The Monogamy Gap by Eric Anderson
Men, Love, and the Reality of Cheating (Sexuality, Identity, and Society)

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I am surprised that the book is published by Oxford University Press, because this comes across as a proselytising text rather than social science.
-Guardian

Synopsis

Whether straight or gay, most men start their relationships desiring monogamy. This is rooted in the pervasive notion that monogamy exists as a sign of true love. Yet despite this deeply held cultural ideal, cheating remains rampant. In this accessible book, Eric Anderson investigates why 78% of men he interviewed have cheated despite their desire not to.

Combining 120 interviews with research from the fields of sociology, biology, and psychology, Anderson identifies cheating as a product of wanting emotional passion for one's partner, along with a steadily growing desire for emotionally-detached recreational sex with others. Anderson coins the term "the monogamy gap" to describe this phenomenon.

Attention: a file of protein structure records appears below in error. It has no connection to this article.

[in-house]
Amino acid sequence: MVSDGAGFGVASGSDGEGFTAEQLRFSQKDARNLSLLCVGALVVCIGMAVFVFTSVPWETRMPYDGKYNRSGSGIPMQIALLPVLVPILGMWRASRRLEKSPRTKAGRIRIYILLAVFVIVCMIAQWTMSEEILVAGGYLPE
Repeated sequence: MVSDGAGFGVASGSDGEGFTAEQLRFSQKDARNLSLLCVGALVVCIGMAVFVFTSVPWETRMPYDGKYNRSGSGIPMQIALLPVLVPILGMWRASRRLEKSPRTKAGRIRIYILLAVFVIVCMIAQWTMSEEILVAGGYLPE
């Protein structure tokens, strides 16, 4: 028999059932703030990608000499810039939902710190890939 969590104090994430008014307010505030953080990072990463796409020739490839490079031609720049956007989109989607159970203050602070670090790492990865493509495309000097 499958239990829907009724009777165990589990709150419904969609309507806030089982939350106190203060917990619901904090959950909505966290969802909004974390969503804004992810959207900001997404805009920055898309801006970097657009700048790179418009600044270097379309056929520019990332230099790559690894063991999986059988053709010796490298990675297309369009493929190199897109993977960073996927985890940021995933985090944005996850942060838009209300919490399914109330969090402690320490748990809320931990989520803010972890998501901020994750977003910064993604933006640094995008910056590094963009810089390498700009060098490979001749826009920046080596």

Anderson suggests that monogamy is an irrational ideal because it fails to fulfil a lifetime of sexual desires. Cheating therefore becomes the rational response to an irrational situation.

The Monogamy Gap draws on a range of concepts, theories, and disciplines to highlight the biological compulsion of our sexual urges, the social construction of the monogamous ideal, and the devastating chasm that lies between them. Whether single or married, monogamous or open, straight or gay, readers will find The Monogamy Gap to be an enlightening, intellectually compelling, and provocative book.
 

About Eric Anderson

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Professor Eric Anderson is an American sociologist at the University of Winchester. He is known for his research on sex, gender, and sport. Anderson is also the author of eight books, many of which document the development of pro-gay attitudes in young, heterosexual men. His work examines how this changing culture enables heterosexual men to show love and affection more openly toward their male peers, and how openly gay male athletes are thriving in sport.
 
Published October 31, 2011 by Oxford University Press. 256 pages
Genres: Health, Fitness & Dieting, Professional & Technical, Political & Social Sciences, Science & Math, History. Non-fiction
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Guardian

Below average
Reviewed by Catherine Hakim on Mar 01 2012

I am surprised that the book is published by Oxford University Press, because this comes across as a proselytising text rather than social science.

Read Full Review of The Monogamy Gap: Men, Love, ... | See more reviews from Guardian

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